World’s largest wealth fund pulls US$1.6bn from coal companies, puts BHP on notice

World's largest wealth fund Norges Bank Investment Fund coal oil
The US$1 trillion Norges Bank Investment Fund has dumped its interest in coal miners and oilsands producers, citing climate change as its motive.

Norway’s huge sovereign wealth fund which made its money largely from oil (a fossil fuel) has dumped its stakes in companies that use coal (another fossil fuel), blacklisting players across the globe from Swiss-based Glencore to Australia’s AGL Energy (ASX: AGL).

The US$1 trillion Norges Bank Investment Fund (also known just as “the oil fund”), the world’s largest sovereign wealth fund, has blacklisted not only coal companies that produce or use coal, but also Canadian oilsands producers as it invokes the cause of climate change and fossil fuel emissions as its reasons for the move.

Other European banks have divested their oilsands investments on the grounds that the process of extracting synthetic crude oil from bitumen destroys the landscape and causes very high emissions.

The fund, managed by Norges Bank, the country’s central bank, owns about 1.5% of all shares traded in the world and its investments in the newly blacklisted companies totalled about US$1.6 billion (A$2.49 billion).

The fund was established in 1996 to invest Norway’s revenue from the North Sea oil and gas fields to provide finance for future generations. Its global portfolio consists of more than 9,200 companies.

AGL hit for mining, burning coal

AGL joined the list for owning the Loy Yang coal mine in Victoria and the Liddell power station in NSW.

German power utility RWE is also on the list of companies that have been blacklisted.

BHP (ASX: BHP) has been put the “observation list”, a type of probation, which means it is at risk of divestment. BHP owns a coal mine in Colombia in partnership with Anglo American and Glencore.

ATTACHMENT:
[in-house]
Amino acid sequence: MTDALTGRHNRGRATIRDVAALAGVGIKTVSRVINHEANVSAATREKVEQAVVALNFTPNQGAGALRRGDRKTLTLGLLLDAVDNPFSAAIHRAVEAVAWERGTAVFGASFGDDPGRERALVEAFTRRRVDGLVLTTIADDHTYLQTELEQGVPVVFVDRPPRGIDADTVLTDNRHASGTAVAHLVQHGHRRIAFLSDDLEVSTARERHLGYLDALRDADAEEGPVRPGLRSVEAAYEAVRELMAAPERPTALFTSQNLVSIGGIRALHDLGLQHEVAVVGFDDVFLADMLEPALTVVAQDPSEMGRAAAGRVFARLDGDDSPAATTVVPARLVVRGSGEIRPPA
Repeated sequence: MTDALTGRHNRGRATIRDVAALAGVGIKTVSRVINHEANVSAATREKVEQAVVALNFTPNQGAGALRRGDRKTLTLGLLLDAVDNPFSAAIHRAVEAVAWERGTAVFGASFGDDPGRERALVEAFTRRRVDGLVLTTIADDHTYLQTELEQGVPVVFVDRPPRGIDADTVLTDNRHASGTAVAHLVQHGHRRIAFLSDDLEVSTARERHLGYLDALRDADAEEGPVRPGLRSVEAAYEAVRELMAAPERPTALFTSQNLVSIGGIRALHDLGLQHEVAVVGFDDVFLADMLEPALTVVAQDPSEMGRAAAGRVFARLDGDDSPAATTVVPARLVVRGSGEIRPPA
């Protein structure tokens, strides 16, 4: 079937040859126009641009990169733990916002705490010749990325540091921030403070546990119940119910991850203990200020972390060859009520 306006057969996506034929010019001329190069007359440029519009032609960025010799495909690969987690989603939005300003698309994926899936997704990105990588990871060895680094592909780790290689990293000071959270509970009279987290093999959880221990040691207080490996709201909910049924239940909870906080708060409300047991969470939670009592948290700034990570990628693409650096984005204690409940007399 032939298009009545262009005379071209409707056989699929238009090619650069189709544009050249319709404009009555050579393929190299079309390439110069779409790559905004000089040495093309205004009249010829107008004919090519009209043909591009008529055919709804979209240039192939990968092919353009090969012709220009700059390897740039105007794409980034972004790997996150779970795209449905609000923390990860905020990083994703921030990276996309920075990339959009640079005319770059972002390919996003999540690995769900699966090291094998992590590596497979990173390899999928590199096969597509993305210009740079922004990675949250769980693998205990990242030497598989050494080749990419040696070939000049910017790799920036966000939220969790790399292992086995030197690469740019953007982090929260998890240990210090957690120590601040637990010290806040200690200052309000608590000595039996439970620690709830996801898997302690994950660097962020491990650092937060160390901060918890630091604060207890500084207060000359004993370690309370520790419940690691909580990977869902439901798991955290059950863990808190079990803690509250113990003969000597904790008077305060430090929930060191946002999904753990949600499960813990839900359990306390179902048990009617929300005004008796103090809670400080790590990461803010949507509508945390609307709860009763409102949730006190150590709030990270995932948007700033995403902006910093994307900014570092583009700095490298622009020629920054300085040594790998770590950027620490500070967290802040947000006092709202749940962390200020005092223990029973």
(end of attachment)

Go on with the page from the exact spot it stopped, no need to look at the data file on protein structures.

The Norwegians have adopted the rule they will pull their investments from companies that get at least 30% of their income from thermal coal, or base 30% or more of their operations on thermal coal, or produce more than 10,000 megawatts of power from burning thermal coal.

But it should be noted — this standard does not apply to coking coal, used mainly in steelmaking, and which also produces emissions alleged to cause climate change.

More companies may be blacklisted

Among the others blacklisted are mining giant Anglo American and South African petrochemicals firm Sasol (which operates six coal mines and was founded in 1950 to use German technology that turns coal into synthetic oil products), and four Canadian oilsands miners.

Glencore was clearly a prime target: it operates 26 coal mines across Australian, Colombia and South Africa and loads 86.7 million tonnes per year of thermal coal on to bulk carriers.

The fund has other companies on its to-do list, indicating in March it was probing concrete and steel firms.

Meanwhile, seven other company investments have been cut loose by the fund on ethical grounds, including Brazilian iron ore miner Vale after 270 people died when one of its tailing dams collapsed and, also from Brazil, electricity firm Eletrobras on grounds of alleged violations of human rights on Brazil’s indigenous people.